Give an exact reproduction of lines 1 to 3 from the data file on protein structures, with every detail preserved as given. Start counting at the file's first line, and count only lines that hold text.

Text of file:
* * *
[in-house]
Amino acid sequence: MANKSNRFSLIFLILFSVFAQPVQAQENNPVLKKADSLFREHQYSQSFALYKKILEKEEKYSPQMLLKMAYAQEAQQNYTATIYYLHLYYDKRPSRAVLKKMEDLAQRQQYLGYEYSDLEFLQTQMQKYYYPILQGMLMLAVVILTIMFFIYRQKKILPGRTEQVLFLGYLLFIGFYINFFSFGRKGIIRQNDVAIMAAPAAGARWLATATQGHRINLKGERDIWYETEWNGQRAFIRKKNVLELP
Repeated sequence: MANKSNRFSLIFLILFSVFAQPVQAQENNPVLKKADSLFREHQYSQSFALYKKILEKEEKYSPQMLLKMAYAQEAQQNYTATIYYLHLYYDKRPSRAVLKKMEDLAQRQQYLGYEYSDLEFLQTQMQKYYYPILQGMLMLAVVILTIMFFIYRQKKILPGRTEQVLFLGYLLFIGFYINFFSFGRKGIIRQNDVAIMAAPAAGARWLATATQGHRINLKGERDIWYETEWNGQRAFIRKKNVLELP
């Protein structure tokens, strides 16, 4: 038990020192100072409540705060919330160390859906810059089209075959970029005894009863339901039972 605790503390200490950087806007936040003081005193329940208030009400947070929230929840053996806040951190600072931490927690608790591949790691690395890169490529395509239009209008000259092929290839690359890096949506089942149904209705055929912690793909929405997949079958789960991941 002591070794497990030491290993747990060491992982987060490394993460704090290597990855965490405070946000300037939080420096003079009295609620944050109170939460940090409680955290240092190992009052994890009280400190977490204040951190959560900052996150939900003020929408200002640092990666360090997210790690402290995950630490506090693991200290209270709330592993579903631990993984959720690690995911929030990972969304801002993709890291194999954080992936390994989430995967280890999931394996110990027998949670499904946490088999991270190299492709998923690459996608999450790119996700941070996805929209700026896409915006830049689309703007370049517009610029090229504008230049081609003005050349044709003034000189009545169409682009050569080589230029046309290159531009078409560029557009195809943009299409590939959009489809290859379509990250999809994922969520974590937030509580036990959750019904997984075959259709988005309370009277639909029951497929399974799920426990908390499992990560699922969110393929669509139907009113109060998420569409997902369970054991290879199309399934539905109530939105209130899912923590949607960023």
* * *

[in-house]
Amino acid sequence: MANKSNRFSLIFLILFSVFAQPVQAQENNPVLKKADSLFREHQYSQSFALYKKILEKEEKYSPQMLLKMAYAQEAQQNYTATIYYLHLYYDKRPSRAVLKKMEDLAQRQQYLGYEYSDLEFLQTQMQKYYYPILQGMLMLAVVILTIMFFIYRQKKILPGRTEQVLFLGYLLFIGFYINFFSFGRKGIIRQNDVAIMAAPAAGARWLATATQGHRINLKGERDIWYETEWNGQRAFIRKKNVLELP
Repeated sequence: MANKSNRFSLIFLILFSVFAQPVQAQENNPVLKKADSLFREHQYSQSFALYKKILEKEEKYSPQMLLKMAYAQEAQQNYTATIYYLHLYYDKRPSRAVLKKMEDLAQRQQYLGYEYSDLEFLQTQMQKYYYPILQGMLMLAVVILTIMFFIYRQKKILPGRTEQVLFLGYLLFIGFYINFFSFGRKGIIRQNDVAIMAAPAAGARWLATATQGHRINLKGERDIWYETEWNGQRAFIRKKNVLELP